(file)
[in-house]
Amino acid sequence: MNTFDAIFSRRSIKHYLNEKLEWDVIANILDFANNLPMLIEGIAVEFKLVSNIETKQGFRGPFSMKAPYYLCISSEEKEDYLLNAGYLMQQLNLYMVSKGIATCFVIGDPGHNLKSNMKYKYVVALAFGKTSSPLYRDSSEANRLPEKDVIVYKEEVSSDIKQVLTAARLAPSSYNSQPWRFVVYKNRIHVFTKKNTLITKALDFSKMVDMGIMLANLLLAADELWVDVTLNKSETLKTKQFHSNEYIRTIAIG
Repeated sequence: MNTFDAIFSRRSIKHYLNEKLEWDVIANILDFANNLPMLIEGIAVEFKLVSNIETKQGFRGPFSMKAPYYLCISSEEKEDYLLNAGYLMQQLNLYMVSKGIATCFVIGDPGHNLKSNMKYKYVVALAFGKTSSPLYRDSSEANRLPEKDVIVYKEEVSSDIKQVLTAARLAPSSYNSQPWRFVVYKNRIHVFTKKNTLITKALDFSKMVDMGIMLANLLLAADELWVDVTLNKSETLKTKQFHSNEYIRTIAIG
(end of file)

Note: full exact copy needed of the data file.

[in-house]
Amino acid sequence: MNTFDAIFSRRSIKHYLNEKLEWDVIANILDFANNLPMLIEGIAVEFKLVSNIETKQGFRGPFSMKAPYYLCISSEEKEDYLLNAGYLMQQLNLYMVSKGIATCFVIGDPGHNLKSNMKYKYVVALAFGKTSSPLYRDSSEANRLPEKDVIVYKEEVSSDIKQVLTAARLAPSSYNSQPWRFVVYKNRIHVFTKKNTLITKALDFSKMVDMGIMLANLLLAADELWVDVTLNKSETLKTKQFHSNEYIRTIAIG
Repeated sequence: MNTFDAIFSRRSIKHYLNEKLEWDVIANILDFANNLPMLIEGIAVEFKLVSNIETKQGFRGPFSMKAPYYLCISSEEKEDYLLNAGYLMQQLNLYMVSKGIATCFVIGDPGHNLKSNMKYKYVVALAFGKTSSPLYRDSSEANRLPEKDVIVYKEEVSSDIKQVLTAARLAPSSYNSQPWRFVVYKNRIHVFTKKNTLITKALDFSKMVDMGIMLANLLLAADELWVDVTLNKSETLKTKQFHSNEYIRTIAIG